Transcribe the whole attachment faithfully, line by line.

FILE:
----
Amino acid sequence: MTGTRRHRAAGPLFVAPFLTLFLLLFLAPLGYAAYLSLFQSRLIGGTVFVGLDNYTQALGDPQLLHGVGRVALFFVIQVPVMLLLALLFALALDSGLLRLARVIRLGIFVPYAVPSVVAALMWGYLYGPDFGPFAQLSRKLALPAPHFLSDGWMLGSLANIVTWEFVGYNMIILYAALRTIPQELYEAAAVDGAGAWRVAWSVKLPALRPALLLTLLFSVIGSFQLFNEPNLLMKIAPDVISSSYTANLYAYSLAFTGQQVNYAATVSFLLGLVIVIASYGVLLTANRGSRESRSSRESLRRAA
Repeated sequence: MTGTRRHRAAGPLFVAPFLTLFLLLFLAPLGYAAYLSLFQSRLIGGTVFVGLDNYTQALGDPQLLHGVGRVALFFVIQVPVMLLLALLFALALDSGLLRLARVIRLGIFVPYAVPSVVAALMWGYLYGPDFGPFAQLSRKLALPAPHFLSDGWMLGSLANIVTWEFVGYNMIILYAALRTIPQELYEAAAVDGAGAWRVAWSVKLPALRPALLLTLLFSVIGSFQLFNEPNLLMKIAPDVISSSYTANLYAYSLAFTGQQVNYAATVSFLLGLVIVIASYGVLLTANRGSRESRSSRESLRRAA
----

Amino acid sequence: MTGTRRHRAAGPLFVAPFLTLFLLLFLAPLGYAAYLSLFQSRLIGGTVFVGLDNYTQALGDPQLLHGVGRVALFFVIQVPVMLLLALLFALALDSGLLRLARVIRLGIFVPYAVPSVVAALMWGYLYGPDFGPFAQLSRKLALPAPHFLSDGWMLGSLANIVTWEFVGYNMIILYAALRTIPQELYEAAAVDGAGAWRVAWSVKLPALRPALLLTLLFSVIGSFQLFNEPNLLMKIAPDVISSSYTANLYAYSLAFTGQQVNYAATVSFLLGLVIVIASYGVLLTANRGSRESRSSRESLRRAA
Repeated sequence: MTGTRRHRAAGPLFVAPFLTLFLLLFLAPLGYAAYLSLFQSRLIGGTVFVGLDNYTQALGDPQLLHGVGRVALFFVIQVPVMLLLALLFALALDSGLLRLARVIRLGIFVPYAVPSVVAALMWGYLYGPDFGPFAQLSRKLALPAPHFLSDGWMLGSLANIVTWEFVGYNMIILYAALRTIPQELYEAAAVDGAGAWRVAWSVKLPALRPALLLTLLFSVIGSFQLFNEPNLLMKIAPDVISSSYTANLYAYSLAFTGQQVNYAATVSFLLGLVIVIASYGVLLTANRGSRESRSSRESLRRAA